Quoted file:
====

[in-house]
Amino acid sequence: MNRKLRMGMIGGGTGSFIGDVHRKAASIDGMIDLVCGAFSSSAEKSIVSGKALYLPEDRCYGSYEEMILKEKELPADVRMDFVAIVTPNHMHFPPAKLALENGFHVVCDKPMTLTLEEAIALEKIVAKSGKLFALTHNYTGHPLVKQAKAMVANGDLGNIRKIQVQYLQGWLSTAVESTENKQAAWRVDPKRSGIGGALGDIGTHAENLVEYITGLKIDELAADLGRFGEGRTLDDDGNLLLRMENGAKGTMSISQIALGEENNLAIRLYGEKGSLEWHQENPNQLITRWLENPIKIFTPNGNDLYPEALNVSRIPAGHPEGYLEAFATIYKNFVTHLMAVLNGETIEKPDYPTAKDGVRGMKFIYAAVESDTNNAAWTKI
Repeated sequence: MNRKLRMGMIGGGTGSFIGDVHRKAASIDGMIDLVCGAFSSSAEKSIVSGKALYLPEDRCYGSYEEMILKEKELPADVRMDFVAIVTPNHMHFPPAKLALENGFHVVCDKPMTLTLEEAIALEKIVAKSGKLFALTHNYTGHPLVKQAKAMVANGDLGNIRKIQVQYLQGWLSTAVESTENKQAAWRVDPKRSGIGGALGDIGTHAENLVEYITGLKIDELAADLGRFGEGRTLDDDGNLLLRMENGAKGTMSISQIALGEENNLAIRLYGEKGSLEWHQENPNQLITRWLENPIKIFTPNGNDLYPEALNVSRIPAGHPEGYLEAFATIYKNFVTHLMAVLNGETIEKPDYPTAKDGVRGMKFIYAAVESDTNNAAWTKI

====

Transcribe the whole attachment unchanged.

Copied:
[in-house]
Amino acid sequence: MNRKLRMGMIGGGTGSFIGDVHRKAASIDGMIDLVCGAFSSSAEKSIVSGKALYLPEDRCYGSYEEMILKEKELPADVRMDFVAIVTPNHMHFPPAKLALENGFHVVCDKPMTLTLEEAIALEKIVAKSGKLFALTHNYTGHPLVKQAKAMVANGDLGNIRKIQVQYLQGWLSTAVESTENKQAAWRVDPKRSGIGGALGDIGTHAENLVEYITGLKIDELAADLGRFGEGRTLDDDGNLLLRMENGAKGTMSISQIALGEENNLAIRLYGEKGSLEWHQENPNQLITRWLENPIKIFTPNGNDLYPEALNVSRIPAGHPEGYLEAFATIYKNFVTHLMAVLNGETIEKPDYPTAKDGVRGMKFIYAAVESDTNNAAWTKI
Repeated sequence: MNRKLRMGMIGGGTGSFIGDVHRKAASIDGMIDLVCGAFSSSAEKSIVSGKALYLPEDRCYGSYEEMILKEKELPADVRMDFVAIVTPNHMHFPPAKLALENGFHVVCDKPMTLTLEEAIALEKIVAKSGKLFALTHNYTGHPLVKQAKAMVANGDLGNIRKIQVQYLQGWLSTAVESTENKQAAWRVDPKRSGIGGALGDIGTHAENLVEYITGLKIDELAADLGRFGEGRTLDDDGNLLLRMENGAKGTMSISQIALGEENNLAIRLYGEKGSLEWHQENPNQLITRWLENPIKIFTPNGNDLYPEALNVSRIPAGHPEGYLEAFATIYKNFVTHLMAVLNGETIEKPDYPTAKDGVRGMKFIYAAVESDTNNAAWTKI